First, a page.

DACAMERA Announces Singers for Matthew Aucoin + Peter Sellars' MUSIC FOR NEW BODIES

The lineup includes Kathryn Lewek, Meryl Dominguez, Rachael Wilson, Brenton Ryan, and Cory McGee.

By: Dec. 13, 2023
DACAMERA Announces Singers for Matthew Aucoin + Peter Sellars' MUSIC FOR NEW BODIES

DACAMERA, the Houston-based presenting and producing organization, has announced the five singers who will give the world premiere of Music for New Bodies, an evening-length concert vocal cycle created by acclaimed opera composer Matthew Aucoin and legendary director Peter Sellars.

They are sopranos Kathryn Lewek and Meryl Dominguez; mezzo-soprano Rachael Wilson; tenor Brenton Ryan; and bass-baritone Cory McGee. Sellars will direct, and Aucoin will conduct an instrumental ensemble of Shepherd School of Music students and DACAMERA Young Artists. The libretto, assembled by Peter Sellars and Matthew Aucoin, is inspired by the writings of celebrated poet Jorie Graham and pioneering environmental author Rachel Carson.

The premiere takes place on Saturday, April 20 at Rice University's Shepherd School of Music as part of DACAMERA's UNSILENT SPRING, a weekend of Earth Day programming that examines evolving human responses to the environment.

Co-commissioned by DACAMERA, The Shepherd School of Music at Rice University, AMOC* (American Modern Opera Company) and LA Opera, Music for New Bodies will be developed in Houston during a two-week residency, culminating in the concert performance on April 20.

In Music for New Bodies, Jorie Graham's texts often take the viewpoint of a woman who is undergoing intensive cancer treatment. Rather than assuming fixed roles, the singers embody a multiplicity of voices – those in the woman's head, voices of AI and other non-human intelligences, voices of doctors within an operating room, and planetary voices including the voice of the bottom of the ocean. These diverse voices continually intrude and complicate our sense of who, exactly, is speaking.

Says Aucoin, "For me, Music for New Bodies is a leap into uncharted musical territory. This piece doesn't fit any genre category I can think of. In a way, it's a kind of song cycle, since it sets a group of interrelated poems by Jorie Graham which are concerned with some of the most urgent questions of our time: in our quest for immortality, what has the human species done to the planet, and what are we doing to ourselves? What are these post-human intelligences that we continue to create, and which seem almost capable of replacing us?

"Though this piece does not have a conventional narrative, I hope it will feel, in its visceral theatricality, like an opera. It has been the thrill of a lifetime to engage with Graham's visionary poetry, and to work alongside my beloved collaborator Peter Sellars, who has the gift of always urging his fellow artists to be their most adventurous selves."

UNSILENT SPRING also features the world premiere of Earth Tones, a multimedia performance by jazz composer/trumpeter Etienne Charles (Friday, April 19). Last season, Charles triumphed when his San Juan Hill: A New York Story was presented by the New York Philharmonic to reopen David Geffen Hall, cementing his reputation for creating meaningful multimedia works connecting music with place and history.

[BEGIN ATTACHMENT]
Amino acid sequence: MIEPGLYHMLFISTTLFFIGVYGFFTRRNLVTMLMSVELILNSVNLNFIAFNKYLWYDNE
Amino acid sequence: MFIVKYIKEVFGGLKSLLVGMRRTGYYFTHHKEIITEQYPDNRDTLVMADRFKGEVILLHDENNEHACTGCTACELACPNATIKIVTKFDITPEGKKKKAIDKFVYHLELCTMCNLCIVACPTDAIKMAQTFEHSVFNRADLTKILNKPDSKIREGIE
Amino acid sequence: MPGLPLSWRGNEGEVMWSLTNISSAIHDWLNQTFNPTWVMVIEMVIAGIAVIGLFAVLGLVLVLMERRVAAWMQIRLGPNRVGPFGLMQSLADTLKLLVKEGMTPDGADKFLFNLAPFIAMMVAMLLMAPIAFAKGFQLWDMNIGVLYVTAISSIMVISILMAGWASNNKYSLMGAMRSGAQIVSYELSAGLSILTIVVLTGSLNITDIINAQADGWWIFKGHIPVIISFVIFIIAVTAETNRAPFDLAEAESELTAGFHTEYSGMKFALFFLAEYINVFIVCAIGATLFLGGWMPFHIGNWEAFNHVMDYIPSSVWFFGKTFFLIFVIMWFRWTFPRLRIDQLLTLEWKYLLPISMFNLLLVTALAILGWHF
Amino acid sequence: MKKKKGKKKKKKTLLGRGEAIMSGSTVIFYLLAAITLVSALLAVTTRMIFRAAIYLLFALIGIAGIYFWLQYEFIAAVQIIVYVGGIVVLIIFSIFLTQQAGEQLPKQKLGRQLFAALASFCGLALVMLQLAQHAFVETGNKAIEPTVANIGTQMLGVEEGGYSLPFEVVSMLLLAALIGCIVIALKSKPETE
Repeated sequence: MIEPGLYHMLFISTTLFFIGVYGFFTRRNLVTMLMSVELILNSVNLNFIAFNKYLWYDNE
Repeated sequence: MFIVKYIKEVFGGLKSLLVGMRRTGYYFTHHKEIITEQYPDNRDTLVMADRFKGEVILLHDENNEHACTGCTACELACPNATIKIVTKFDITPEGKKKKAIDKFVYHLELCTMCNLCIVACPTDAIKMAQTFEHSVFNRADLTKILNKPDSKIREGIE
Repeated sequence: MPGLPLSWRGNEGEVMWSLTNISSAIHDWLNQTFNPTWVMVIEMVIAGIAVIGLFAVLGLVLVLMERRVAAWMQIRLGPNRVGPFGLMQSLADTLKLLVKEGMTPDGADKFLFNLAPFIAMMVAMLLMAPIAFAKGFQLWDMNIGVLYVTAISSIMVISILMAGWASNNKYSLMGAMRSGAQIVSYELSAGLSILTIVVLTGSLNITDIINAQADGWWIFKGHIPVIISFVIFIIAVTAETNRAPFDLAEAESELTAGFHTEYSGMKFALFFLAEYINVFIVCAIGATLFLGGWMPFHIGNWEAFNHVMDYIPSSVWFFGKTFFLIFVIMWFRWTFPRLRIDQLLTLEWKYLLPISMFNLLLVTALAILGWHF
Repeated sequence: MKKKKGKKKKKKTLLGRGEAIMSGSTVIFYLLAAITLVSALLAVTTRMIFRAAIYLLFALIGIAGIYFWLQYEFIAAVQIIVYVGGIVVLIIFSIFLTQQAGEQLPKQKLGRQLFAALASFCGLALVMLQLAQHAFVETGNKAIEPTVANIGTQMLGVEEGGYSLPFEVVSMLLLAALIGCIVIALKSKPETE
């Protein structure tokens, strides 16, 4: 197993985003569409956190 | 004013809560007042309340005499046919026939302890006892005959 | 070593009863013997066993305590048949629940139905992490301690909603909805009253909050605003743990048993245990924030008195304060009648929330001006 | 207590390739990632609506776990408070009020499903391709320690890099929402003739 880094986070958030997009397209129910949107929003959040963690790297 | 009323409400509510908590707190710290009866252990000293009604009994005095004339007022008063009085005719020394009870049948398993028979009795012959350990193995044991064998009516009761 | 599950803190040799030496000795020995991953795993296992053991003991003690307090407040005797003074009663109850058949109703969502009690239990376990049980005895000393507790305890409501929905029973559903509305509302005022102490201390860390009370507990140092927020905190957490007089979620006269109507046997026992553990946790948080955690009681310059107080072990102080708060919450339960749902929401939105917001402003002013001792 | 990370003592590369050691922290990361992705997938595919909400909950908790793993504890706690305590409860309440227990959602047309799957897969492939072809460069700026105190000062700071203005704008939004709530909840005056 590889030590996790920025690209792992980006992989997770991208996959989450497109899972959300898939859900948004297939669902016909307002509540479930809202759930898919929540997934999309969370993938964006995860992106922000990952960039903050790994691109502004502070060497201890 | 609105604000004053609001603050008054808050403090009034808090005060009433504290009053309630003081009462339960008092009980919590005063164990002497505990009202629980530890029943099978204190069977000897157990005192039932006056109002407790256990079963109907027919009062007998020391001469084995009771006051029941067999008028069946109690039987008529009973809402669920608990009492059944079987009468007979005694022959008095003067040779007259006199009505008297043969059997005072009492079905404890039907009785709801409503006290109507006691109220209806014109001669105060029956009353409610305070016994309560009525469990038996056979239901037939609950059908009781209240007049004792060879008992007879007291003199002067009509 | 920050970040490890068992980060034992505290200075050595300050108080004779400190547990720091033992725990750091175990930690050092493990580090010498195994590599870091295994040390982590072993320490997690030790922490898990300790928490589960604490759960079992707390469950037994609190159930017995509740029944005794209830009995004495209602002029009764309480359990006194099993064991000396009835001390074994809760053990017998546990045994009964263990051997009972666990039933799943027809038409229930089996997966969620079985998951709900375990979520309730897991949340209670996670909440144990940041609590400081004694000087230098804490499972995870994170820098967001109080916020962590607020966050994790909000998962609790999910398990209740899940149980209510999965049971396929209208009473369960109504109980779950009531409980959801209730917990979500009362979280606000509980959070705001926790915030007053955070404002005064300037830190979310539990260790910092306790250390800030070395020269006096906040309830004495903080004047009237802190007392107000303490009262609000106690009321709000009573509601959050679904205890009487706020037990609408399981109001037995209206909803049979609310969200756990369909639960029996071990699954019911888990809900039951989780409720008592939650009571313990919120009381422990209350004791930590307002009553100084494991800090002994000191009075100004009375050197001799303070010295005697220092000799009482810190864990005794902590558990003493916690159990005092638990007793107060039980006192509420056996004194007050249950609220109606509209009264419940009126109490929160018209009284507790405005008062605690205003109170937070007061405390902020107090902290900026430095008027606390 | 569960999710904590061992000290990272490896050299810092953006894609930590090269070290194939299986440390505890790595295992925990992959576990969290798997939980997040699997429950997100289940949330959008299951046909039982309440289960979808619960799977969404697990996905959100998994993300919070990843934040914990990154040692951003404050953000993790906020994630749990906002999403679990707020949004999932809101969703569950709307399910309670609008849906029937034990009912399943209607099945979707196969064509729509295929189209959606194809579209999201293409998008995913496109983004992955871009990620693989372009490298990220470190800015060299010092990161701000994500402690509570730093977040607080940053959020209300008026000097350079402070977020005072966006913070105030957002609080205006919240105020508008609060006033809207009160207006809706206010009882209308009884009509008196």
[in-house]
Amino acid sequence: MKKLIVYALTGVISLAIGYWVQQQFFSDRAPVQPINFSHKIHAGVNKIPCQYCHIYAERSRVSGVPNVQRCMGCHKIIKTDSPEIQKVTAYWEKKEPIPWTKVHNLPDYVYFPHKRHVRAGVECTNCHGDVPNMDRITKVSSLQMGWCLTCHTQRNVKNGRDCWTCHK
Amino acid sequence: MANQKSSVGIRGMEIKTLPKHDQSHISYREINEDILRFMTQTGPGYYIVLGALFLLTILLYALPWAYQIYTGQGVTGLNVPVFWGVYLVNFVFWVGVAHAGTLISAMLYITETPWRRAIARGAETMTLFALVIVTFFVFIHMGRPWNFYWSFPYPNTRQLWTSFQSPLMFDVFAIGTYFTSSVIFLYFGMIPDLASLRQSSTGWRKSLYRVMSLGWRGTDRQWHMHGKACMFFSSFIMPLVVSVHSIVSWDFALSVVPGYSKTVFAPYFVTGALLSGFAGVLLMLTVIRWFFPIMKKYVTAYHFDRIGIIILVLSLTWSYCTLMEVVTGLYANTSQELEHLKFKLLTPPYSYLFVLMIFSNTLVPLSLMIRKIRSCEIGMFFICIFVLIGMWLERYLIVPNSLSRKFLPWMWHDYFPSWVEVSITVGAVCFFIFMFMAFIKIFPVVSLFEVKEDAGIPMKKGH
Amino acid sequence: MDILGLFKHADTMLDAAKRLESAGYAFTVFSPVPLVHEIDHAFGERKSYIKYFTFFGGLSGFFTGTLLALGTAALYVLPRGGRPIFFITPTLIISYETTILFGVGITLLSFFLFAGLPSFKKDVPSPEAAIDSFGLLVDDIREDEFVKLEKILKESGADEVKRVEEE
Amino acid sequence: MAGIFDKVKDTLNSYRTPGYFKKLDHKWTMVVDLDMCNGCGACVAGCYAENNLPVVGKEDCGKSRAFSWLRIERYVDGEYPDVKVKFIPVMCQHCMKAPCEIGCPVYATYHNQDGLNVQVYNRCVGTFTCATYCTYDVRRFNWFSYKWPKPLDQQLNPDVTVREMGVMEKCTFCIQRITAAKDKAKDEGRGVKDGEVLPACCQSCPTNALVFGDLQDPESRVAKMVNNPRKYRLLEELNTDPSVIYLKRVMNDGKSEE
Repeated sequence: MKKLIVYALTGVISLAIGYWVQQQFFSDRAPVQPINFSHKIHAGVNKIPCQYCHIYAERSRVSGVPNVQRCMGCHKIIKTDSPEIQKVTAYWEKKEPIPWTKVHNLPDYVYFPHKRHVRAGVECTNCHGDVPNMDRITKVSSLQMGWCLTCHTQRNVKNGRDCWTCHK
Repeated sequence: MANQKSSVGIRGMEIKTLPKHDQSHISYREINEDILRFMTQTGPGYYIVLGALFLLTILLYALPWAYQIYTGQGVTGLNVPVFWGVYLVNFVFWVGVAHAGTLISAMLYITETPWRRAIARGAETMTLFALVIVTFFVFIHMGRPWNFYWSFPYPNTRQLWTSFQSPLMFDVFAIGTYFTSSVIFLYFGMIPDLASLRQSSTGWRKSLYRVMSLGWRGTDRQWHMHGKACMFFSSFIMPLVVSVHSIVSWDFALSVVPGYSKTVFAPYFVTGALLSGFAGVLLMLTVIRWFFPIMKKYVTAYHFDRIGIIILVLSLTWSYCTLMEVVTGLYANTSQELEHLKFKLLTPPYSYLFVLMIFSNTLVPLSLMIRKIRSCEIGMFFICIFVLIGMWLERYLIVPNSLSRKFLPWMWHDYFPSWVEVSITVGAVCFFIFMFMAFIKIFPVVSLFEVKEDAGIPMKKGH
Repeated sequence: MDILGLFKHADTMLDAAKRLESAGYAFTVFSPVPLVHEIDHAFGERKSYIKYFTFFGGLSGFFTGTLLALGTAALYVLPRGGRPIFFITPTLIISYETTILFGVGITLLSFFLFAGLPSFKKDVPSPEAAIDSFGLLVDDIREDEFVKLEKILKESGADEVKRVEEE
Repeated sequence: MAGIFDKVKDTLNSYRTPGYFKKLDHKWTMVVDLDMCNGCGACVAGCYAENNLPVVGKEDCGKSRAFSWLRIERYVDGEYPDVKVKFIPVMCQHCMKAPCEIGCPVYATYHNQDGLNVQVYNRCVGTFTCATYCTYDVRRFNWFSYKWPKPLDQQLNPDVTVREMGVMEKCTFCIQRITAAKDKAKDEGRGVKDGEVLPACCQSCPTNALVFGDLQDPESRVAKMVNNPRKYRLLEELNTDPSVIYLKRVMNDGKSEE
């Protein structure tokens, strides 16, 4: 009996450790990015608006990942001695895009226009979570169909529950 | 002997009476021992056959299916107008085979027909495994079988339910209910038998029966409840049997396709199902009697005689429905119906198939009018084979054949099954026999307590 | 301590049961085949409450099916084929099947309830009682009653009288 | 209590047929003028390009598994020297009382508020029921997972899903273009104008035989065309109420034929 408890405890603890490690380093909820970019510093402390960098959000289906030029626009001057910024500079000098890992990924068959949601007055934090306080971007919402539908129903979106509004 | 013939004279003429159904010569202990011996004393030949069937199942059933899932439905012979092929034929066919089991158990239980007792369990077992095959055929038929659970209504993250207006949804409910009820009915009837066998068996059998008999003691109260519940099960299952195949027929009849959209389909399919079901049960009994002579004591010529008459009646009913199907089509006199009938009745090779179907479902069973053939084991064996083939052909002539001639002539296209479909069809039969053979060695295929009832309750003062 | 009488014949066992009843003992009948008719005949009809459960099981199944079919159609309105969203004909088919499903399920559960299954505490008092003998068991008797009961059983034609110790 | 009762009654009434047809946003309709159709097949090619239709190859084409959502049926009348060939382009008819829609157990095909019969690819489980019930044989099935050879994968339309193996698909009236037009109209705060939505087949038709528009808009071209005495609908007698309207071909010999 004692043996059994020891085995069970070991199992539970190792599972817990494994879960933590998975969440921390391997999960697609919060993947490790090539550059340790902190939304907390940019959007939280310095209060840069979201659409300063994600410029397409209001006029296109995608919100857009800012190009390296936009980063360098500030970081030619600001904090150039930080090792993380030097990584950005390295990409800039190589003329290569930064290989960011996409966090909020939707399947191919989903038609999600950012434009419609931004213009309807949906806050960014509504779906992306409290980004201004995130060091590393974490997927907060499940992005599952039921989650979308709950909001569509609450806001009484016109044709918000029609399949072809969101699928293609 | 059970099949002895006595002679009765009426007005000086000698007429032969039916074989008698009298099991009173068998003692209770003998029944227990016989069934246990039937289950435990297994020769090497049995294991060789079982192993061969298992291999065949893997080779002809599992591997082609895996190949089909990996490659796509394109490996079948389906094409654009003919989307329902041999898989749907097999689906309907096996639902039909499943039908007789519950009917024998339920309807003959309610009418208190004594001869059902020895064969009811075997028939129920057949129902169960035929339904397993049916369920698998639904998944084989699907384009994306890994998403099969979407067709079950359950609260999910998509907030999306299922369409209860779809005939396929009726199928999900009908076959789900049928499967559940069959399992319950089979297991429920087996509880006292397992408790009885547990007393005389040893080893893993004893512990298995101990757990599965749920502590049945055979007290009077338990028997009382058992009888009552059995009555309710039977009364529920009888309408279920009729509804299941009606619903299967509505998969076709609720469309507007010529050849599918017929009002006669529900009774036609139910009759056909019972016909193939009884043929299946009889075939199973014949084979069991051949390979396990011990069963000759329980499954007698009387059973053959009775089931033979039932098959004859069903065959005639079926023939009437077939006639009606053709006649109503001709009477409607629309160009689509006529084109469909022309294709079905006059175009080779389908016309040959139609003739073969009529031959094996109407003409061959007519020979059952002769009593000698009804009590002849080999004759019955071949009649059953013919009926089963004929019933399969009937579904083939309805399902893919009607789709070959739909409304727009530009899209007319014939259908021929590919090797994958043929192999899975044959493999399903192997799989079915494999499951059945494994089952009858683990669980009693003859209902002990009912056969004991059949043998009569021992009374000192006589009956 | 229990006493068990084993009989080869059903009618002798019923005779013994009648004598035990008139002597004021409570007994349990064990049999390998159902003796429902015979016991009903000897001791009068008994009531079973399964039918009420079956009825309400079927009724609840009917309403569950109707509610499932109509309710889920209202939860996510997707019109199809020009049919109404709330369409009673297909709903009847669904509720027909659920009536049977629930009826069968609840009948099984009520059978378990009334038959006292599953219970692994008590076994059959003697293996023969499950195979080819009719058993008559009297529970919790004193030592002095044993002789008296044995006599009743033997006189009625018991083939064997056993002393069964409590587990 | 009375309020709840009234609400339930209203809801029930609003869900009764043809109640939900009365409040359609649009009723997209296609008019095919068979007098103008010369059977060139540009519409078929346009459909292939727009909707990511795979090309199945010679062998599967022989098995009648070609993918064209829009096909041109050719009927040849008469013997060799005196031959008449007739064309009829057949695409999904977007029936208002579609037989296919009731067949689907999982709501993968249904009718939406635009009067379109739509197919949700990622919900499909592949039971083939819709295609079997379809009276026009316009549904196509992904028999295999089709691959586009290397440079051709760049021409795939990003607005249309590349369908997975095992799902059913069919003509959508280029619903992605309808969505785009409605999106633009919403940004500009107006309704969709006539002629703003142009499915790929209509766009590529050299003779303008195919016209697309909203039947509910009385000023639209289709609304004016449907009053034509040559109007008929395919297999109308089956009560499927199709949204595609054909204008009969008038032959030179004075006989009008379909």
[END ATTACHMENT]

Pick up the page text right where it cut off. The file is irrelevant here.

Earth Tones, a DACAMERA co-commission, highlights peoples and regions that are, and will be, severely affected by climate change. The project highlights nature-based climate change solutions and features stories, images, short films and musicians of at-risk coastal communities across the U.S.

Along with the two world premieres, UNSILENT SPRING will include a series of panel discussions and dialogues with Aucoin, Sellars, Graham, and other creative thinkers.

Closer in view, DACAMERA's 2023-24 season includes a February focus on composer Fanny Mendelssohn. A new documentary, Fanny: the Other Mendelssohn, featuring DACAMERA's Artistic Director, Sarah Rothenberg, and the "calmly commanding" (New York Times) British pianist Isata Kanneh-Mason, will be screened on Friday, February 23 at the Museum of Fine Arts in Houston.

Kanneh-Mason will also give a recital at Houston's Wortham Theater Center on Saturday, February 24. Her program will include the regional premiere of Fanny Mendelssohn's Easter Sonata, first lost for 150 years, then mistakenly attributed to her brother Felix, and finally recognized as her own and premiered in her name in 2012. For more information, visit www.dacamera.com.

DACAMERA's mission is to inspire individuals and enrich communities through diverse and inventive musical experiences. The organization is widely acclaimed for its innovative programming, notably Artistic and General Director Sarah Rothenberg's unique concerts connecting music with literature and the visual arts, as well as for its jazz series, featuring a distinctive mix of renowned performers and emerging artists.

Committed to the creation of new work, DACAMERA has commissioned and premiered more than 30 new works in 30 years, many of which continue to be performed around the world by leading musicians. Commissioned composers include Kajia Saariaho, Jason Moran, Vijay Iyer, and Matthew Aucoin, among others. DACAMERA has received numerous national awards for its creative programming concepts, and its original productions conceived and directed by Sarah Rothenberg have been hailed in national press as “trendsetting” (Time Out New York), showing "unusual care and intelligence" (New York Times) and for their "ingenious thematic idea… brilliantly used" (The Washington Post). These productions have been presented at Great Performers at Lincoln Center, the Barbican Centre, The Kennedy Center, and other major international venues. The concept CD, Rothko Chapel: Feldman-Satie-Cage, released on the ECM label, has also received international acclaim.




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